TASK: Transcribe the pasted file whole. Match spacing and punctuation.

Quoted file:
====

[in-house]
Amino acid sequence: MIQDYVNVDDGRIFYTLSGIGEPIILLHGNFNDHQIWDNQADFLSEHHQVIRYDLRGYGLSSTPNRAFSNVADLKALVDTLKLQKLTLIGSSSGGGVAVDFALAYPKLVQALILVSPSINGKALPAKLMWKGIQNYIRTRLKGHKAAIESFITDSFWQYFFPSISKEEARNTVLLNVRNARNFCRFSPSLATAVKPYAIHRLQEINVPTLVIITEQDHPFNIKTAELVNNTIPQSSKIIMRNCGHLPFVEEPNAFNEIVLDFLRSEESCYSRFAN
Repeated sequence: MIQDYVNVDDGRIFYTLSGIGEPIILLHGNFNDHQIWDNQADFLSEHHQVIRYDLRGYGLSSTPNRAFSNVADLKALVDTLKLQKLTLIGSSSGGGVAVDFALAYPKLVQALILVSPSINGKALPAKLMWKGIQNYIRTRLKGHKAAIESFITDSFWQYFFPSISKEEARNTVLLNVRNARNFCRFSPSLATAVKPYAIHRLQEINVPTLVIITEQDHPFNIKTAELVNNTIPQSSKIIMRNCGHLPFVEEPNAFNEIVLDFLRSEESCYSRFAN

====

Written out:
[in-house]
Amino acid sequence: MIQDYVNVDDGRIFYTLSGIGEPIILLHGNFNDHQIWDNQADFLSEHHQVIRYDLRGYGLSSTPNRAFSNVADLKALVDTLKLQKLTLIGSSSGGGVAVDFALAYPKLVQALILVSPSINGKALPAKLMWKGIQNYIRTRLKGHKAAIESFITDSFWQYFFPSISKEEARNTVLLNVRNARNFCRFSPSLATAVKPYAIHRLQEINVPTLVIITEQDHPFNIKTAELVNNTIPQSSKIIMRNCGHLPFVEEPNAFNEIVLDFLRSEESCYSRFAN
Repeated sequence: MIQDYVNVDDGRIFYTLSGIGEPIILLHGNFNDHQIWDNQADFLSEHHQVIRYDLRGYGLSSTPNRAFSNVADLKALVDTLKLQKLTLIGSSSGGGVAVDFALAYPKLVQALILVSPSINGKALPAKLMWKGIQNYIRTRLKGHKAAIESFITDSFWQYFFPSISKEEARNTVLLNVRNARNFCRFSPSLATAVKPYAIHRLQEINVPTLVIITEQDHPFNIKTAELVNNTIPQSSKIIMRNCGHLPFVEEPNAFNEIVLDFLRSEESCYSRFAN